Missing teeth can have a significant effect on young patients emotionally, therefore beginning treatment for these patients before they start school is beneficial (Tanner 1988).

Nakata et al. and Prager et al. showed that the first molars, upper central incisors and upper and lower canines were the most stable tooth types and were the teeth most often present (Nakata  et al. 1980, Prager et al. 2006).

Options to replace missing teeth include:

Removable appliances such as partial denture, complete denture, overdenture can be used in early childhood. These appliances will need to be adjusted and modified as the child grows. Using primary teeth can help with a natural appearance of the denture (Pigno et al. 1996). In their adulthood they can choose a more fixed appliance if they wish.


Replacement of teeth by implants is usually restricted to patients with completed craniofacial growth, as they can act as ankylosed teeth and as the alveolus grows around it, the implant looks submerged. In a small number of paediatric patients suffering congenitally from severe hypodontia caused by syndromes such as ectodermal dysplasia, conventional prosthodontic rehabilitations are insufficient (Kramer et al. 2007). Guckes et al. has suggested remarkable benefits from implant supported oral rehabilitation during early childhood (Guckes et al. 2002). He conducted a prospective clinical trial in which he placed 264 implants in 51 patients with ectodermal dysplasia between the ages 8 and 68. They were restored with fixed-detachable or bar-clip overdenture. 91 % of the mandibular and 76% of the maxillary implants were successful.

Studies by Kearns et al. and Kramer et al. also showed successful outcome of placing implants in young children which resulted in improved oral function and had psychological benefits (Kearns  et al. 1999, Kramer et al. 2007)

Kramer et al. also suggested that anterior mandible seems to be the most suitable site for insertion of an implant and anterior maxilla should be avoided or at least not cross the midline. For optimal timing of placing an implant in a paediatric patient the status of skeletal growth and the degree of hypodontia should be considered (Kramer et al. 2007).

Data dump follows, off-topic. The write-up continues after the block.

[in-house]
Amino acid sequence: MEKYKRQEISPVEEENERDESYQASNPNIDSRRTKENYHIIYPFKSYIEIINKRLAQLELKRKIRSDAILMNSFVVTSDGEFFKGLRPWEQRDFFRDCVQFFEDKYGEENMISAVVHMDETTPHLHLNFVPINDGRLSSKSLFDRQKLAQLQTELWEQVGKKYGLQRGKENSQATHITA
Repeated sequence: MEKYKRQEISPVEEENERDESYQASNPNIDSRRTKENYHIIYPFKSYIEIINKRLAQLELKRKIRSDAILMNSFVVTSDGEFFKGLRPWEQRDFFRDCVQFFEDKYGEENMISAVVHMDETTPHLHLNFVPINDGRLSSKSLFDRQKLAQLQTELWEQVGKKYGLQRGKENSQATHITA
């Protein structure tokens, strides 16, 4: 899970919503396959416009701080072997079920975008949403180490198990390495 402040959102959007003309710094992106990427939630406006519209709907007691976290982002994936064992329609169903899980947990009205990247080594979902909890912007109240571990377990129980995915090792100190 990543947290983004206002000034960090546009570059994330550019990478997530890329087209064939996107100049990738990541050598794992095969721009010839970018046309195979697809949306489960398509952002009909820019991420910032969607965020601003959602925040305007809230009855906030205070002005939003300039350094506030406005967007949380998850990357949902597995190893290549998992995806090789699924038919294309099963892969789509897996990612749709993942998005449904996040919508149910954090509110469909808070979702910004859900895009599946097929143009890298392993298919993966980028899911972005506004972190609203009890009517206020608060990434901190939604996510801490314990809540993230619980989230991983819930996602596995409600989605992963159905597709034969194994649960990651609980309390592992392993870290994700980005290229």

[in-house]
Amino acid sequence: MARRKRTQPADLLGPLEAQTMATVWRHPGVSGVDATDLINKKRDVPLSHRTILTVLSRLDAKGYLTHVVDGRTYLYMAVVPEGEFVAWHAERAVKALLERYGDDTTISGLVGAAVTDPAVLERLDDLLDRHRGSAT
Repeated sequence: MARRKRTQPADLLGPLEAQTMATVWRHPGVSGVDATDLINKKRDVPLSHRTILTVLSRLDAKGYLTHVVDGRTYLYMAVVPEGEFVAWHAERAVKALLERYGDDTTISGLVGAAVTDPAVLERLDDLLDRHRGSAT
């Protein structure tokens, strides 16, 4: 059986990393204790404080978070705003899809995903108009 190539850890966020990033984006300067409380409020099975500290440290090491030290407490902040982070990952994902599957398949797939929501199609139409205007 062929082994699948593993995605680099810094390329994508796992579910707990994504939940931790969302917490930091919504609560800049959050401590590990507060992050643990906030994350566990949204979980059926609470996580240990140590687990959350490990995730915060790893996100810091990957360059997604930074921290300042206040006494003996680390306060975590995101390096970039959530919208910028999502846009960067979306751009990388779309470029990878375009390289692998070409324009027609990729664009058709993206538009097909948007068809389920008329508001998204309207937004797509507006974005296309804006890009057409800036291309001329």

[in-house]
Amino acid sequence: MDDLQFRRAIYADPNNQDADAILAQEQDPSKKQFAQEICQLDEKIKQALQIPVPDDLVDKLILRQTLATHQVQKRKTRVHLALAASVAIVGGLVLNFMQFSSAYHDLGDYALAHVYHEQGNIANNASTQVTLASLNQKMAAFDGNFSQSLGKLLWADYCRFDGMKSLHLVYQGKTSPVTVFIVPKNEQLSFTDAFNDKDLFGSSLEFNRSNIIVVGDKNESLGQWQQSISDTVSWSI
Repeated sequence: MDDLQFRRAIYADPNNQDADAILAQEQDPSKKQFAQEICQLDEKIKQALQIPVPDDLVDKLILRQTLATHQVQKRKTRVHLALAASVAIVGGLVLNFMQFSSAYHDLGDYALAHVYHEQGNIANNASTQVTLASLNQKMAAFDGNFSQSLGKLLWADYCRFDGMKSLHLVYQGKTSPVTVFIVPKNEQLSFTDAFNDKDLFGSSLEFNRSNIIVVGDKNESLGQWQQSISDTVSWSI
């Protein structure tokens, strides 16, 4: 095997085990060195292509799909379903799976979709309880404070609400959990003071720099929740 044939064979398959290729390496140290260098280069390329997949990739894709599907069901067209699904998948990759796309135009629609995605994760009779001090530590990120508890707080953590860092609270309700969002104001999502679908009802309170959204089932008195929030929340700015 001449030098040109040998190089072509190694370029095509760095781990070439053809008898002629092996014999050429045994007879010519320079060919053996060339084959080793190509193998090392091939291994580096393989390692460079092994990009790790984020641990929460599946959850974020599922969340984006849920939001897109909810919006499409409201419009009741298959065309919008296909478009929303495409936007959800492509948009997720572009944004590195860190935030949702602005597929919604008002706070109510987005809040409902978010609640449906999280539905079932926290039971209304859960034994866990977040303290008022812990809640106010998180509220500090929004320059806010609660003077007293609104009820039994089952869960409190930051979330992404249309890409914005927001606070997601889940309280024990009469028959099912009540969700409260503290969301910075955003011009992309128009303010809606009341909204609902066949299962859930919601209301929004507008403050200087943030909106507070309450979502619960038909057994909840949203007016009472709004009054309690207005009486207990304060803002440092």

Below is photos of an Eight-year-old girl diagnosed with ectodermal dysplasia with associated cleft palate. B, Maxillary and mandibular overdentures in place, supported by existing teeth. Overdentures restored oral function and provided facial and psychosocial support. C, Same patient at age 18 years. D, Same patient after completion of periodontal surgery, root canal therapy on maxillary and mandibular anterior teeth, and posterior crowns in preparation for removable partial overdentures. E, Panoramic radiograph of patiencompletedreatment. F, Completed maxillofacial prosthetic treatment combining fixed prosthodontics with removable partial overdentures (Hickey and Vergo 2001).

References Cleidocranial Dysplasia:                                                                                                        

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Bojesen, A., et al. (2006). “Morbidity in Klinefelter syndrome: a Danish register study based on hospital discharge diagnoses.” J Clin Endocrinol Metab 91(4): 1254-1260.